"Of course I remember you," Willow said to the empty room.
"I'm sorry it took me so long to call you. I, um, I kind of didn't now how to get in touch with you? I think you forgot to leave your phone number...uh, or your address...or, well, r-really anything other than your name with Faith. But, um, well I got the number there. You p-probably shouldn't ask how. Anyway, yes, I'd love to go to the Magic Box with you tomorrow after my shift."
Willow let out a breath she didn't even realize she'd been holding.
"I'm done at four o'clock. If-if you want to reach me before then, my n-number is three-"
The redhead dove for her desk, tearing through the contents of her drawers to find a pen, then hastily wrote down the digits as they were read off.
"-ive seven four. If I d-don't hear from you, then I'll see you tomorrow! Um, oh, but where? And when? I guess-" The rest of the message was cut off, and Willow gaped in disbelief. She glowered at the offending piece of machinery that prevented her from hearing the remainder of Tara's thoughts. Willow played the message once more-'I'd better make sure I got the number right,' she justified, although she was certain she'd written it down correctly-and immediately programmed the information into her cell phone. She then leveled her gaze at the buttons with a look of sheer determination. "Willow Rosenberg," she demanded, "you will dial this number on the first try."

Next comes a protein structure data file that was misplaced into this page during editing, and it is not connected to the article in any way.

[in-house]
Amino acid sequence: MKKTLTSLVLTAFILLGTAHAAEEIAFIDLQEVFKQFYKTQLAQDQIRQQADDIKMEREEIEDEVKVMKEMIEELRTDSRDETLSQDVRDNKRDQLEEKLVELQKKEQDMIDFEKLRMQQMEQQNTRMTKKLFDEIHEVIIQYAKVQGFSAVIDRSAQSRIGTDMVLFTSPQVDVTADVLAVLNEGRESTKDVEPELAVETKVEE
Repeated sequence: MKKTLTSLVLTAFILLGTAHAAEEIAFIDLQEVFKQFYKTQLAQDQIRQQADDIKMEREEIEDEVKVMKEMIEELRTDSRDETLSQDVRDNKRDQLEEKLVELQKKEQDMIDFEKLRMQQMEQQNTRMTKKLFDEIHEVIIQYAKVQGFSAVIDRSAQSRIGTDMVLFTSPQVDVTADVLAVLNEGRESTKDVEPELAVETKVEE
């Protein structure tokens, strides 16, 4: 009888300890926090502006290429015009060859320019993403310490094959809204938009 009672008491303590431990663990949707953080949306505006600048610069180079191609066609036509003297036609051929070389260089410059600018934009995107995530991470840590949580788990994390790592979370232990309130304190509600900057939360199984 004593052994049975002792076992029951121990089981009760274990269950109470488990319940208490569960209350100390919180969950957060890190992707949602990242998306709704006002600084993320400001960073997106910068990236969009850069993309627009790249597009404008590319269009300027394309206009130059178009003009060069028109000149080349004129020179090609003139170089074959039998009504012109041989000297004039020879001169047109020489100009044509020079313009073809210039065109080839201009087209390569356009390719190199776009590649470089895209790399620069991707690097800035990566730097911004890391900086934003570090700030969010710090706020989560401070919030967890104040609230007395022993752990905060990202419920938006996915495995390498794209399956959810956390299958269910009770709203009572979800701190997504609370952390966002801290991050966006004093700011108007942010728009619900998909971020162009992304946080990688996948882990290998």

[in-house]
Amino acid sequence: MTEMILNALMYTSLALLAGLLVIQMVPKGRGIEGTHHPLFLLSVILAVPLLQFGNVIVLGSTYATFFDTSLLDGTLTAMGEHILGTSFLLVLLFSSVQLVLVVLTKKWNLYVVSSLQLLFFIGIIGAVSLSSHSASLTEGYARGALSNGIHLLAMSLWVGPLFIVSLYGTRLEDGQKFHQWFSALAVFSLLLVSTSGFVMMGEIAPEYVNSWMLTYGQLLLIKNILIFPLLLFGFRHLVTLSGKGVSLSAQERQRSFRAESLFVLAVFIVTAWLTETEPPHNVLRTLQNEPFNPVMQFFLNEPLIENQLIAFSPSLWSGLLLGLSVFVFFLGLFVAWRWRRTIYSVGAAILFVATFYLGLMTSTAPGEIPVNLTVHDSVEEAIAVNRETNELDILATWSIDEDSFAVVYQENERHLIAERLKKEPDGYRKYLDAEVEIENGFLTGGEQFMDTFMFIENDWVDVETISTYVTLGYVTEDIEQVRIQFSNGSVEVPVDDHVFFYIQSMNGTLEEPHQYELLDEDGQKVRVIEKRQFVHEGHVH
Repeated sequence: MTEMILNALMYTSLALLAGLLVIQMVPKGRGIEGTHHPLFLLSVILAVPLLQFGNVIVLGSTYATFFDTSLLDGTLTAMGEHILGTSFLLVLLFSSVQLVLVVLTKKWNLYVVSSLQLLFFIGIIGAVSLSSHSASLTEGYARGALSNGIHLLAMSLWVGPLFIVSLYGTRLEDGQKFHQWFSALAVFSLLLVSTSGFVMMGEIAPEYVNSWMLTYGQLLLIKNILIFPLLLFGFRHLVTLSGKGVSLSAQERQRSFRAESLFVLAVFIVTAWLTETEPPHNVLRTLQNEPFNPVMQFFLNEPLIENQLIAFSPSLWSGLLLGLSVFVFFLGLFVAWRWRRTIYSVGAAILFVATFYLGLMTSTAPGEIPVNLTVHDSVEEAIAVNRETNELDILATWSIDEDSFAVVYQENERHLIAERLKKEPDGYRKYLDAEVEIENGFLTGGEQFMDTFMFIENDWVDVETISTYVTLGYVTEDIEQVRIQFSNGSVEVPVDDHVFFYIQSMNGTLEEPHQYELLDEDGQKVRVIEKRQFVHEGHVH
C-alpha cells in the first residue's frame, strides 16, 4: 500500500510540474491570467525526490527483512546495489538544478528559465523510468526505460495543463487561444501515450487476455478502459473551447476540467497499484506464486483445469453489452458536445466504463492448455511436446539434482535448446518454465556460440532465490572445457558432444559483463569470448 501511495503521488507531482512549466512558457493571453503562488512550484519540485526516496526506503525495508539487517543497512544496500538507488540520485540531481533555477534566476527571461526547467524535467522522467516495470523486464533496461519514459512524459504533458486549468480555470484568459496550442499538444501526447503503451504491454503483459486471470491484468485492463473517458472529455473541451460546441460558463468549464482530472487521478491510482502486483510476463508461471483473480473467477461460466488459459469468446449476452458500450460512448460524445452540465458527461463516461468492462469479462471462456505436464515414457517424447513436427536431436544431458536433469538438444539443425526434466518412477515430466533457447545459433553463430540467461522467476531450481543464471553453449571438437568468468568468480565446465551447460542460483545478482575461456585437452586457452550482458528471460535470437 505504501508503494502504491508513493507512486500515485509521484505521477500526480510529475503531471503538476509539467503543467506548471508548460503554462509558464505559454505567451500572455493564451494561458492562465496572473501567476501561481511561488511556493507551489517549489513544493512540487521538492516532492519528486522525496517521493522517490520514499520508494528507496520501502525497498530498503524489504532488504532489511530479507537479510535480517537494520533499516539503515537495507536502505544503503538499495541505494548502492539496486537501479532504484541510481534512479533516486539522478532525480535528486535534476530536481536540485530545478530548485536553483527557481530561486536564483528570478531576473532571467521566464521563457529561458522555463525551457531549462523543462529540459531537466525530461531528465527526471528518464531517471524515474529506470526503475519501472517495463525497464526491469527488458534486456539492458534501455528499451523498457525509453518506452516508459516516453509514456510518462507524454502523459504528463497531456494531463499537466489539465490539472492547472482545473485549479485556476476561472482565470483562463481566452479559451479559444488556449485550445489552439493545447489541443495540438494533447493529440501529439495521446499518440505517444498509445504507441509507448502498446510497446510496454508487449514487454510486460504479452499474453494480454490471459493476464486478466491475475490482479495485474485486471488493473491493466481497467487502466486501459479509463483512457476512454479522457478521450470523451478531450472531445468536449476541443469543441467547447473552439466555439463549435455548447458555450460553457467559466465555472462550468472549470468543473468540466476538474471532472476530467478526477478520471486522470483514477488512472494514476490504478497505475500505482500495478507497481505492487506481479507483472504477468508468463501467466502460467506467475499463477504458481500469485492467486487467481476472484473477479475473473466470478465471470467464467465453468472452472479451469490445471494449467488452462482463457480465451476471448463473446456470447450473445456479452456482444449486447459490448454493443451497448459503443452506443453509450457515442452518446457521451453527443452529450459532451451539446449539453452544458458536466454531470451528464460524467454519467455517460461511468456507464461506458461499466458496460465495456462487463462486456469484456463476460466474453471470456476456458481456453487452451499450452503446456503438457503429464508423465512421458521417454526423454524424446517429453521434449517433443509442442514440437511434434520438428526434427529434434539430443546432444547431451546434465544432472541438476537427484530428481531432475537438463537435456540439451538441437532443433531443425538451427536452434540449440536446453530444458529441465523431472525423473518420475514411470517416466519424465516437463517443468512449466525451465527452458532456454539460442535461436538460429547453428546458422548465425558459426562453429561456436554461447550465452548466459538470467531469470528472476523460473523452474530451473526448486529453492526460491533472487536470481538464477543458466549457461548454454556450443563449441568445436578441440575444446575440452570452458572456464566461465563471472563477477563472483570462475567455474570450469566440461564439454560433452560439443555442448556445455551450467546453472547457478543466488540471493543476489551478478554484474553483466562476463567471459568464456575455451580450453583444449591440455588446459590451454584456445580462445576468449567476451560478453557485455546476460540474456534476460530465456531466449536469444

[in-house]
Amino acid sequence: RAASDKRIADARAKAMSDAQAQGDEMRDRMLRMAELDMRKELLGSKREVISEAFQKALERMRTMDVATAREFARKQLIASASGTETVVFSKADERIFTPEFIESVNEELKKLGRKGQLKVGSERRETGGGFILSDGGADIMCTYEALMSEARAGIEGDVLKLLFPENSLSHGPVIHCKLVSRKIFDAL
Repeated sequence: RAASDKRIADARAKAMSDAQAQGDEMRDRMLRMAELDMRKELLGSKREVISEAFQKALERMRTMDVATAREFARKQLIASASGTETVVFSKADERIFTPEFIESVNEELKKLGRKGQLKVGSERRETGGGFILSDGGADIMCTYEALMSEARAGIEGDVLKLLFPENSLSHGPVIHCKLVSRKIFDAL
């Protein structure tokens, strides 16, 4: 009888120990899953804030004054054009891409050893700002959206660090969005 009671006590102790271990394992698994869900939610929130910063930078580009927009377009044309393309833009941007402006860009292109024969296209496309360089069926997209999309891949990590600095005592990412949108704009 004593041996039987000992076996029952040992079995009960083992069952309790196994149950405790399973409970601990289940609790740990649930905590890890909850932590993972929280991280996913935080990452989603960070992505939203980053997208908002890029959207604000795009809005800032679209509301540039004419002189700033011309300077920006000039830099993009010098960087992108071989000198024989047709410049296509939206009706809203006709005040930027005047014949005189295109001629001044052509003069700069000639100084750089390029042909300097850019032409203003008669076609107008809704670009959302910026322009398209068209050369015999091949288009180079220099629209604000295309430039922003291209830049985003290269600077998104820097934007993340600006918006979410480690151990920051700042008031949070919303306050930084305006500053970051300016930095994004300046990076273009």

Tara was startled when the phone rang, interrupting her meal with Donny. The two were eating dinner alone for the third night in a row. Their father had made some excuse about having to work late, but Tara knew the pattern: he would stay out late-at the bar, she supposed-for about a week after he-'after coming home too drunk,' her mind filled in. He wouldn't speak with his children but for a few words sprinkled here and there, and then, after his week of self-imposed isolation, he'd slowly begin to integrate himself into the family, again. He'd pick up his effort at work, and would even ease back on the alcohol for a few weeks. For several days, he'd even help out in the kitchen, with the errands, and clean up around the house. Then the cycle would repeat.